Much of the West University Community was incorporated in 1886 as the Town of South Denver. The boundaries were the Platte River east to Colorado Boulevard and Alameda Avenue south to Jewell Avenue (two blocks north of Evans). The town was originally formed to restrict the creation of more saloons and road houses, which were seen as a threat to the residential areas. The Town of South Denver passed numerous ordinances to cover every possible type of nuisance and misdemeanor. A liquor license cost $2,500, a huge sum in those days.
The first and only mayor of South Denver was James Fleming, an oil man from Pennsylvania who came to Colorado to try his luck in mining and real estate. The home he built on his South Denver estate in 1882 is still standing at South Grant Street and Florida Avenue in Platte Park and is now a designated Denver Landmark. His estate covered the entire block and included an orchard known as Fleming’s Grove. In 1891, he sold it all to the town and his home was converted into the town hall, jail and library.
After the Town of South Denver was annexed to the City of Denver in 1894, the Fleming mansion continued to be used as a library until the Decker Branch library at 1501 South Logan Street was built with Carnegie funds in 1913. In 1957, the city began using the building as a recreation center for dances, pool and senior citizens activities. Soon the demand for leisure time activities and classes outgrew the space available. When federal Community Development Act funds became available in 1974, a new and larger, facility, the Platt Park Senior Center, was built between the old town hall and the library. The old Fleming mansion still stands and is used as offices for several non-profit groups.
Platt Park, the 17 acre park that was the heart of the short-lived Town of South Denver, was actually named in honor of Colonel James H. Platt, founder of the Platt Paper Company and another early South Denver leader. The neighborhood itself was named in the late 1860s as “Platte Park” with an “e”. It’s not clear if the neighborhood was supposed to be named after Colonel Platt as the park was, and the neighborhood name was misspelled or whether the name for the neighborhood actually came from the South Platte River.
A sizeable Dutch community settled in the West University neighborhood and established the First Christian Reformed Church in the Platte Park neighborhood. The church was dedicated in 1908 and still stands at the corner of Colorado Avenue and Emerson Street.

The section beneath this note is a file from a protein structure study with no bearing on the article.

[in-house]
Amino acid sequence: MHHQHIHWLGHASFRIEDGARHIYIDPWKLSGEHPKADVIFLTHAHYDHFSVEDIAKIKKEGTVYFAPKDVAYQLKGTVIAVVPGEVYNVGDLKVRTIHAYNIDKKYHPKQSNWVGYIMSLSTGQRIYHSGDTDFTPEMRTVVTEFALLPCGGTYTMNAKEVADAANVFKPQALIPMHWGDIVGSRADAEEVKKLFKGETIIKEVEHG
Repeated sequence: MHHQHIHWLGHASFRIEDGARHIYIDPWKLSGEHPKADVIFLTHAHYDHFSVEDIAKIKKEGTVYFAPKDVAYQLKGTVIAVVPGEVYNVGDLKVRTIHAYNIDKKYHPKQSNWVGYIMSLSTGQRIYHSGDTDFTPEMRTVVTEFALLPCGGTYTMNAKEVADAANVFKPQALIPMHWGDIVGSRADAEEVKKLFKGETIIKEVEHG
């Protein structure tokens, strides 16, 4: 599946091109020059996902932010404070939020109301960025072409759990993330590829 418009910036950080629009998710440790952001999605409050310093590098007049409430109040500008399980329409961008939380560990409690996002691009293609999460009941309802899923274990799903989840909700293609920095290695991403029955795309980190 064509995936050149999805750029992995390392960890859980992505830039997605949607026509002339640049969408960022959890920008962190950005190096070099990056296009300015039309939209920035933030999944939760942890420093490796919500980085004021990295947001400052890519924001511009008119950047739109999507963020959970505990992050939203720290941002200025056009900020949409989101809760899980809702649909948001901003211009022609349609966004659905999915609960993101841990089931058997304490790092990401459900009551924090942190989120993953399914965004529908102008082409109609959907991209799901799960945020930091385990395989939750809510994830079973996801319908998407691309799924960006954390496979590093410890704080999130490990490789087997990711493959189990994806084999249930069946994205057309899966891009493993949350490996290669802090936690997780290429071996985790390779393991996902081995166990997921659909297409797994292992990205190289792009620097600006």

The University of Denver began as the Colorado Seminary and was established by the Methodist Episcopal Church in 1863 as a non-sectarian private school under the leadership of John Evans. Evans was the second governor of the Colorado territory and had already founded Northwestern University in Evanston, Illinois. The school, originally located at 14th and Arapahoe Streets, opened in 1864 with 30 students. Exhausted resources and accumulated debts forced its closure three years later. When the school reopened in 1880, it bore the name “University of Denver.” In the 1880s, the University decided to leave the urban noise and smoke and move outside the then city limits where there would be room for expansion. An 80 acre site was chosen and the corner- stone for University Hall (Old Main) was laid on April 3, 1890.
In the 1880’s, the Iliff School of Theology was founded at D.U. by Elizabeth Iliff Warren in honor of her late husband’s (John Wesley Iliff) strong religious convictions. Originally a part of the University, the Iliff School of Theology broke away shortly after the turn of the century. Both schools continue to exchange services but have separate boards of directors.
Since its founding, the enrollment at D.U. has varied between 200 and 12,000. Many old, beautiful, and architecturally-significant buildings are located on the campus. The oldest building on campus, the Evans Chapel, was actually moved from West 13th Avenue and Bannock Street in 1960. Built in 1878, the Evans Chapel (formerly Grace Methodist Church), is a designated Denver Landmark and is also listed on the National Register of Historic Landmarks. The physical plant has continued to expand over the years.
A final important aspect of the West University Community is the history of Harvard Gulch, located in the Rosedale Neighborhood at Iliff Avenue and South Logan Street. Over the years the Gulch often flooded during times of heavy rain. In late July and early August of 1956, four heavy downpours in five days caused Harvard Gulch to go out of its banks three times. Every north-south street in the area, from Broadway to University Boulevard was inundated with water. During the next eight years, flooding along the Gulch caused more property damage than it would have cost to prevent it. Finally, a special bond election financed the Harvard Gulch Flood Control Project which was completed in 1967. An open concrete-lined channel was constructed from South Colorado Boulevard to Logan Street, which closed the conduit ten feet in diameter from there to the Platte River.
Another Denver pioneer, Thomas M. Field, acquired 80 acres of land in 1871 along Harvard Gulch between Logan and Downing Streets. He built a large stone house at East Iliff and South Clarkson in 1893 which still stands. The house, known as the Field House, became the headquarters of the State Home for Dependent Children in 1902. Other large institutional buildings also were scattered on the ground near the Field House. After much effort by local residents, the neighborhood group and city agencies, 56.5 acres of land was traded in the mid-1960s from the state to the city for public recreational purposes. Most of the old State Home buildings were demolished but the neighborhood fought to save the Field House and recently it was designated as a Denver Landmark by the Landmark Commission.